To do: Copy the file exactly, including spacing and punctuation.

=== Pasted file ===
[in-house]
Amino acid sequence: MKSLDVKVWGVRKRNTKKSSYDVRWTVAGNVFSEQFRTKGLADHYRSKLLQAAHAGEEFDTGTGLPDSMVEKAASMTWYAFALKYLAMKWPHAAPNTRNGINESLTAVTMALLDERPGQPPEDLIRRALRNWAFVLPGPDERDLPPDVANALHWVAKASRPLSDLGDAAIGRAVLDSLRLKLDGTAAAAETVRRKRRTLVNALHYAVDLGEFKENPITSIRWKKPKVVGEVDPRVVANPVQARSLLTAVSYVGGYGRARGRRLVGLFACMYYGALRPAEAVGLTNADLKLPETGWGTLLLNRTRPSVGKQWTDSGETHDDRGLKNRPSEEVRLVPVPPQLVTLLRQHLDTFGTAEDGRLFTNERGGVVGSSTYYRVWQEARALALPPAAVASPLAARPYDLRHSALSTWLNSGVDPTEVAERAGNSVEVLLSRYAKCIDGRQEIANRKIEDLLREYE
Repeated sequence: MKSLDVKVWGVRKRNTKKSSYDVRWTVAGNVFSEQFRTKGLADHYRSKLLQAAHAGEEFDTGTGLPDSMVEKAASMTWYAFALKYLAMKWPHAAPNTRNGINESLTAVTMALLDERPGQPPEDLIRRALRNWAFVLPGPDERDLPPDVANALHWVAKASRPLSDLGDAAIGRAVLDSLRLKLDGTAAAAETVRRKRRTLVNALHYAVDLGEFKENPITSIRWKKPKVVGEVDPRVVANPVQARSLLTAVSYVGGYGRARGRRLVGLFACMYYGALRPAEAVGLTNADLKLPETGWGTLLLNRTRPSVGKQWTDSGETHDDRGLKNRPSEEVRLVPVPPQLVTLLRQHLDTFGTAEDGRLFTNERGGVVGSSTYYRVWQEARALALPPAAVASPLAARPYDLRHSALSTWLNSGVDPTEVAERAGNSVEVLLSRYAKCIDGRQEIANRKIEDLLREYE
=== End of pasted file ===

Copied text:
[in-house]
Amino acid sequence: MKSLDVKVWGVRKRNTKKSSYDVRWTVAGNVFSEQFRTKGLADHYRSKLLQAAHAGEEFDTGTGLPDSMVEKAASMTWYAFALKYLAMKWPHAAPNTRNGINESLTAVTMALLDERPGQPPEDLIRRALRNWAFVLPGPDERDLPPDVANALHWVAKASRPLSDLGDAAIGRAVLDSLRLKLDGTAAAAETVRRKRRTLVNALHYAVDLGEFKENPITSIRWKKPKVVGEVDPRVVANPVQARSLLTAVSYVGGYGRARGRRLVGLFACMYYGALRPAEAVGLTNADLKLPETGWGTLLLNRTRPSVGKQWTDSGETHDDRGLKNRPSEEVRLVPVPPQLVTLLRQHLDTFGTAEDGRLFTNERGGVVGSSTYYRVWQEARALALPPAAVASPLAARPYDLRHSALSTWLNSGVDPTEVAERAGNSVEVLLSRYAKCIDGRQEIANRKIEDLLREYE
Repeated sequence: MKSLDVKVWGVRKRNTKKSSYDVRWTVAGNVFSEQFRTKGLADHYRSKLLQAAHAGEEFDTGTGLPDSMVEKAASMTWYAFALKYLAMKWPHAAPNTRNGINESLTAVTMALLDERPGQPPEDLIRRALRNWAFVLPGPDERDLPPDVANALHWVAKASRPLSDLGDAAIGRAVLDSLRLKLDGTAAAAETVRRKRRTLVNALHYAVDLGEFKENPITSIRWKKPKVVGEVDPRVVANPVQARSLLTAVSYVGGYGRARGRRLVGLFACMYYGALRPAEAVGLTNADLKLPETGWGTLLLNRTRPSVGKQWTDSGETHDDRGLKNRPSEEVRLVPVPPQLVTLLRQHLDTFGTAEDGRLFTNERGGVVGSSTYYRVWQEARALALPPAAVASPLAARPYDLRHSALSTWLNSGVDPTEVAERAGNSVEVLLSRYAKCIDGRQEIANRKIEDLLREYE